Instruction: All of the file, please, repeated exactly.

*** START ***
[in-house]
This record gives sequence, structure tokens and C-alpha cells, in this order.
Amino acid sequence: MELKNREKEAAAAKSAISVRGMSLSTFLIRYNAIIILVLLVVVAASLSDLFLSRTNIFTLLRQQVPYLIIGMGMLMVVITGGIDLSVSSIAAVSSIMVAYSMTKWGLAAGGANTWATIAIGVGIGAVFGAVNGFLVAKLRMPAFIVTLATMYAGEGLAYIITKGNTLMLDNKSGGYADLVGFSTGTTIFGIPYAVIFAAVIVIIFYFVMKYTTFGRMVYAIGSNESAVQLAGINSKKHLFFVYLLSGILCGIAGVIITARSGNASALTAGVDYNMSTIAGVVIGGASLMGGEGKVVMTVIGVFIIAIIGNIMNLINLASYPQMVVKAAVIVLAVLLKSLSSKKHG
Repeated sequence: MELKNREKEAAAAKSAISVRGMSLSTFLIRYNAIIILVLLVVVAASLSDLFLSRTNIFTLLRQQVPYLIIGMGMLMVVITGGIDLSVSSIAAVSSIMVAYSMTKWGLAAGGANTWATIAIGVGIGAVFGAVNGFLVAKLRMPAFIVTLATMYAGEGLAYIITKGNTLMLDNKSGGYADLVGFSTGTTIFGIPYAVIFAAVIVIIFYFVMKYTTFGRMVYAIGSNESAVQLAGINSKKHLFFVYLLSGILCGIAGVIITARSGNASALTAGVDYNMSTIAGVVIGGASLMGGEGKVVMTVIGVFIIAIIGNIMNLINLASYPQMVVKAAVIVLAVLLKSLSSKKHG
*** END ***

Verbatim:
[in-house]
This record gives sequence, structure tokens and C-alpha cells, in this order.
Amino acid sequence: MELKNREKEAAAAKSAISVRGMSLSTFLIRYNAIIILVLLVVVAASLSDLFLSRTNIFTLLRQQVPYLIIGMGMLMVVITGGIDLSVSSIAAVSSIMVAYSMTKWGLAAGGANTWATIAIGVGIGAVFGAVNGFLVAKLRMPAFIVTLATMYAGEGLAYIITKGNTLMLDNKSGGYADLVGFSTGTTIFGIPYAVIFAAVIVIIFYFVMKYTTFGRMVYAIGSNESAVQLAGINSKKHLFFVYLLSGILCGIAGVIITARSGNASALTAGVDYNMSTIAGVVIGGASLMGGEGKVVMTVIGVFIIAIIGNIMNLINLASYPQMVVKAAVIVLAVLLKSLSSKKHG
Repeated sequence: MELKNREKEAAAAKSAISVRGMSLSTFLIRYNAIIILVLLVVVAASLSDLFLSRTNIFTLLRQQVPYLIIGMGMLMVVITGGIDLSVSSIAAVSSIMVAYSMTKWGLAAGGANTWATIAIGVGIGAVFGAVNGFLVAKLRMPAFIVTLATMYAGEGLAYIITKGNTLMLDNKSGGYADLVGFSTGTTIFGIPYAVIFAAVIVIIFYFVMKYTTFGRMVYAIGSNESAVQLAGINSKKHLFFVYLLSGILCGIAGVIITARSGNASALTAGVDYNMSTIAGVVIGGASLMGGEGKVVMTVIGVFIIAIIGNIMNLINLASYPQMVVKAAVIVLAVLLKSLSSKKHG